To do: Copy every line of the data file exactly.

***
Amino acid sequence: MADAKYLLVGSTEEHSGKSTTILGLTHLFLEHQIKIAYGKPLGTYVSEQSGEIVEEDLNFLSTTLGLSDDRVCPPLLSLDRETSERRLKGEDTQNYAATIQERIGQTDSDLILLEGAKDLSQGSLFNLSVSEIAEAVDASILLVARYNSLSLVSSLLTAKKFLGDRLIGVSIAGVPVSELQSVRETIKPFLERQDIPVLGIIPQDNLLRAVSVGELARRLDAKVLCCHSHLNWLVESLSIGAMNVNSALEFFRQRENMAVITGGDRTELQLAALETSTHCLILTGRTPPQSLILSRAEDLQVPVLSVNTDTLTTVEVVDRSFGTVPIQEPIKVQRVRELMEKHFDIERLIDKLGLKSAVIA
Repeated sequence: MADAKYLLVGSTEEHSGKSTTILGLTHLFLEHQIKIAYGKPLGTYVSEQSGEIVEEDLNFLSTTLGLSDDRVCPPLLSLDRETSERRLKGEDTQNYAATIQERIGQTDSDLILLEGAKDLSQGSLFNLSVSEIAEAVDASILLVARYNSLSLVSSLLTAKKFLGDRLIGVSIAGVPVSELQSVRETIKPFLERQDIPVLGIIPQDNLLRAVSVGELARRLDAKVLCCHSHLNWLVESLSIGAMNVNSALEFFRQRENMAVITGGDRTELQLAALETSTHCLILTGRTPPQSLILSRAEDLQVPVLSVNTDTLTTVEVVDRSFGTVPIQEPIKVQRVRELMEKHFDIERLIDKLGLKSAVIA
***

Amino acid sequence: MADAKYLLVGSTEEHSGKSTTILGLTHLFLEHQIKIAYGKPLGTYVSEQSGEIVEEDLNFLSTTLGLSDDRVCPPLLSLDRETSERRLKGEDTQNYAATIQERIGQTDSDLILLEGAKDLSQGSLFNLSVSEIAEAVDASILLVARYNSLSLVSSLLTAKKFLGDRLIGVSIAGVPVSELQSVRETIKPFLERQDIPVLGIIPQDNLLRAVSVGELARRLDAKVLCCHSHLNWLVESLSIGAMNVNSALEFFRQRENMAVITGGDRTELQLAALETSTHCLILTGRTPPQSLILSRAEDLQVPVLSVNTDTLTTVEVVDRSFGTVPIQEPIKVQRVRELMEKHFDIERLIDKLGLKSAVIA
Repeated sequence: MADAKYLLVGSTEEHSGKSTTILGLTHLFLEHQIKIAYGKPLGTYVSEQSGEIVEEDLNFLSTTLGLSDDRVCPPLLSLDRETSERRLKGEDTQNYAATIQERIGQTDSDLILLEGAKDLSQGSLFNLSVSEIAEAVDASILLVARYNSLSLVSSLLTAKKFLGDRLIGVSIAGVPVSELQSVRETIKPFLERQDIPVLGIIPQDNLLRAVSVGELARRLDAKVLCCHSHLNWLVESLSIGAMNVNSALEFFRQRENMAVITGGDRTELQLAALETSTHCLILTGRTPPQSLILSRAEDLQVPVLSVNTDTLTTVEVVDRSFGTVPIQEPIKVQRVRELMEKHFDIERLIDKLGLKSAVIA